The Oregon Cannabis Tax Act would require the state attorney general to "vigorously defend" the act and anyone prosecuted for acts that are legal under its provisions. The attorney general also would be required to propose a federal act to all members of Congress and international organizations, and urge its adoption through "all legal and appropriate means."

Huddleston said the provision is "essentially making (the attorney general) a marijuana ambassador." Schoen said it poses a major legal problem, as the attorney general would be defending people who were in violation of federal law.

What citizens think

"It would reduce the prison population and the cost to the community of the whole legal process," said David Landry of Medford. "It's already incredibly available to anyone who wants it, so that's not the issue. Teens will still get marijuana regardless. The law funds drug education, and that's the key, getting out science-based information about the impact of pot on the developing brain."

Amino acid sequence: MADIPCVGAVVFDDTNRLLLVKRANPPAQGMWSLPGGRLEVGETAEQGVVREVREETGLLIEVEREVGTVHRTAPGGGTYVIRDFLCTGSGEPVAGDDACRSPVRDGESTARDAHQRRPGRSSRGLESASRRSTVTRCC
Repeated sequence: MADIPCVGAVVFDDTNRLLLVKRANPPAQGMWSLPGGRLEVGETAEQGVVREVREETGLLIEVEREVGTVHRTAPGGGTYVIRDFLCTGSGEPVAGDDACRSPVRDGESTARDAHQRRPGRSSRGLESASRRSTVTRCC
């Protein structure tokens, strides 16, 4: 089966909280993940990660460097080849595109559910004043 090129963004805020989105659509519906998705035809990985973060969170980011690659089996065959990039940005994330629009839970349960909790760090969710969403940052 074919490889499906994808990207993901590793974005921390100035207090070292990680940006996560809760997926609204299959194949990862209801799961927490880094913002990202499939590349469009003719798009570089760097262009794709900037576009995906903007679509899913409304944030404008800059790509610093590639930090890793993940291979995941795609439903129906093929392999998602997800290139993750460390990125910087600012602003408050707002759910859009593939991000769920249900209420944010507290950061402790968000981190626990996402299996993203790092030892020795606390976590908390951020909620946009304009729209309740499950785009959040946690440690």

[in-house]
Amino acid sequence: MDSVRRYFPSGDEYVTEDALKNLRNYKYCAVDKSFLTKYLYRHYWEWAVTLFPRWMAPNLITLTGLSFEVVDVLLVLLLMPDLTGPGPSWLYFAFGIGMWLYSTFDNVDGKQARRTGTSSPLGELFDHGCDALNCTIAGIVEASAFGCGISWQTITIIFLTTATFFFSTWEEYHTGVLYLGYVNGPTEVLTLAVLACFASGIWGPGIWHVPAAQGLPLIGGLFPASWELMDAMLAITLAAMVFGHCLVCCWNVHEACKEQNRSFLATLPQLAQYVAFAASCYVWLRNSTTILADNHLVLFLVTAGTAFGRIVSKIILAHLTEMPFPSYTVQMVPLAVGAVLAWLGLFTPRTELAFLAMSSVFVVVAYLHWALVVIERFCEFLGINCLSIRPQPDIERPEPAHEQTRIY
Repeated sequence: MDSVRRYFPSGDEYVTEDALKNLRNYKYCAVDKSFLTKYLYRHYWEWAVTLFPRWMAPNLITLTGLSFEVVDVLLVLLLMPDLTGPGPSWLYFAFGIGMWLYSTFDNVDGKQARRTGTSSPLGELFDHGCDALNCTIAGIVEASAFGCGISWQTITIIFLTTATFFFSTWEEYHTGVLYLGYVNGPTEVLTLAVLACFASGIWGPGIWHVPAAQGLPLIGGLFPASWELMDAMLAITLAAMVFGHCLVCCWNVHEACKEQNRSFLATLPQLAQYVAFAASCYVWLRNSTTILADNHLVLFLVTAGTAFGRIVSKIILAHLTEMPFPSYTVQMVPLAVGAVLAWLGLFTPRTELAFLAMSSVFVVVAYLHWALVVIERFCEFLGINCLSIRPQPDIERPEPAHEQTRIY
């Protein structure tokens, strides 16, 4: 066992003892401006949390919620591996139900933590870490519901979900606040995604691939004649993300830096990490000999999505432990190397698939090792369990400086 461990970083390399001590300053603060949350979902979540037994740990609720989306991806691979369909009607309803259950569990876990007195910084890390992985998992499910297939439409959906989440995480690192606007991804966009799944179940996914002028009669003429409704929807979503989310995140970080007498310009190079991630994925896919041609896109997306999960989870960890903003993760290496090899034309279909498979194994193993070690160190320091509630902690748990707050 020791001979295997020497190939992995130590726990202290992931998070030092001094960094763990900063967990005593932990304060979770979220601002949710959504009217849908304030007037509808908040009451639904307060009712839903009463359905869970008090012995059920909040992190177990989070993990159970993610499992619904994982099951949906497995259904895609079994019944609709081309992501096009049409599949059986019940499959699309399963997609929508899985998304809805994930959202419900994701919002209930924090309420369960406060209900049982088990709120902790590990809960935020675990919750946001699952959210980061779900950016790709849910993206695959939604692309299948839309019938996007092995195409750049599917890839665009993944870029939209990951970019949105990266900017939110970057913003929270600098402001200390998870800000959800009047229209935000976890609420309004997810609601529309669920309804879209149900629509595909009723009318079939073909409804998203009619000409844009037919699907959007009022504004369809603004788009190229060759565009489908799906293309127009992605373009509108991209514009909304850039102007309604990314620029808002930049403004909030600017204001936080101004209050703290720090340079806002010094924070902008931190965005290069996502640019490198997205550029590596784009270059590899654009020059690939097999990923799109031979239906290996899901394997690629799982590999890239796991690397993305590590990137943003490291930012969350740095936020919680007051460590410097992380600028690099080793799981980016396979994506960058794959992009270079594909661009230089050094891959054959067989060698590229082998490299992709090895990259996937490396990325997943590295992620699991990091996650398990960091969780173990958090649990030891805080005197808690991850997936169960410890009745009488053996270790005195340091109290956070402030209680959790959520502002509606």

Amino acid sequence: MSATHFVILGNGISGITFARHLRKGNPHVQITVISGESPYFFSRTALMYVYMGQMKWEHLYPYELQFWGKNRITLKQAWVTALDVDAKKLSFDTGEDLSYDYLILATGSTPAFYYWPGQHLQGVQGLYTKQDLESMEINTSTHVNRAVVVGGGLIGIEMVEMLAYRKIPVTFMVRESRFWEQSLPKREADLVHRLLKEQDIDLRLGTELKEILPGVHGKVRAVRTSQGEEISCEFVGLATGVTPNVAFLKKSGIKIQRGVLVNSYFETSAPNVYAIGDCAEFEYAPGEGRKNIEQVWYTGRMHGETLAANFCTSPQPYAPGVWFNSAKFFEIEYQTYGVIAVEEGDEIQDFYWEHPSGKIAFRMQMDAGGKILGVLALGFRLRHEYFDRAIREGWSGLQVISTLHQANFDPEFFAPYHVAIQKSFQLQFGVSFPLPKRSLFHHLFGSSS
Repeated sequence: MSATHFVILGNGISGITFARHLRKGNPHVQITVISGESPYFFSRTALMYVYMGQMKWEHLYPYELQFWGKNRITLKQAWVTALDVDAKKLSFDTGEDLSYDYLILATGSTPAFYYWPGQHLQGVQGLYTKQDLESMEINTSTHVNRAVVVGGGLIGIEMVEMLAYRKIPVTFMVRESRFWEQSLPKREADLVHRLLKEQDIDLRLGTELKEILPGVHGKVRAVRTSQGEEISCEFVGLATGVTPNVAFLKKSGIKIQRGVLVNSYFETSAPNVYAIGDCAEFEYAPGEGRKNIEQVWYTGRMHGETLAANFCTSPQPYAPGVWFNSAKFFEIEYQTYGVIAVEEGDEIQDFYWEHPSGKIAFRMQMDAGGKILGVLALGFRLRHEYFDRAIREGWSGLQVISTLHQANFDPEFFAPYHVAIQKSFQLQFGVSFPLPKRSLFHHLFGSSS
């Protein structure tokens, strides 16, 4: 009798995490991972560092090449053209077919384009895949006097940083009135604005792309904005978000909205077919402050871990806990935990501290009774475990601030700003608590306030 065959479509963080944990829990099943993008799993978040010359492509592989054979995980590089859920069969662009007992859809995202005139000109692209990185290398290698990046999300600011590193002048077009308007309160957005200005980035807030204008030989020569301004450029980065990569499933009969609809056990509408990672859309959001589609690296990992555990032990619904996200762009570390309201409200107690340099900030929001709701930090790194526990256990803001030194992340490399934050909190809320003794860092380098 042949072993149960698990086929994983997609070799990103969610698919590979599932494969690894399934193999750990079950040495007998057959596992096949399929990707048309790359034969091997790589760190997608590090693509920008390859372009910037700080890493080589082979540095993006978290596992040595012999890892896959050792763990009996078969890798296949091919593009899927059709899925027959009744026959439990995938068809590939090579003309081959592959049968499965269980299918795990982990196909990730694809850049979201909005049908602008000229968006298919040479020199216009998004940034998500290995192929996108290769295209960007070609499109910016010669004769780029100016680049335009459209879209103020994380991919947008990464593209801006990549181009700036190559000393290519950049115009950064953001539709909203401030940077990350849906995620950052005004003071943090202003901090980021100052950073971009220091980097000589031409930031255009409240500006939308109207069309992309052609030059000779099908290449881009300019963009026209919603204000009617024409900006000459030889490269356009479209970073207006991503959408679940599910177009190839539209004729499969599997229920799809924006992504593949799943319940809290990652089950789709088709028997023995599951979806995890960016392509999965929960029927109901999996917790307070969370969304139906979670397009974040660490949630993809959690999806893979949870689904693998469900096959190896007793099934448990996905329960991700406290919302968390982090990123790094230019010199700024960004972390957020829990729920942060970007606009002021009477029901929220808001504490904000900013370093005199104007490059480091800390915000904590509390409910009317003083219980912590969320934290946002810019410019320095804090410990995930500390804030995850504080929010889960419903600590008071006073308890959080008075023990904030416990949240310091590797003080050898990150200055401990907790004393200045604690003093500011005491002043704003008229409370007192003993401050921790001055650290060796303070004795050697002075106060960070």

A retiree from teaching special needs in area schools, Laura Grosz of Medford, speaking in an interview at the Medford Growers Market, said she's seen what happens to kids when parents aren't fully functioning.

"It would mean more kids in less structured, less responsible families. It would be worse," said Grosz. "We don't need more people out of control and able to opt out of being cognizant about what they should be doing in life."

Backers say legalization and sales in state-run stores will keep pot out of the hands of those younger than 21, but Grosz disagreed, noting, "If (parents) buy it and have it in the home, teens will have access or they will find a friend (over 21) to buy it for them."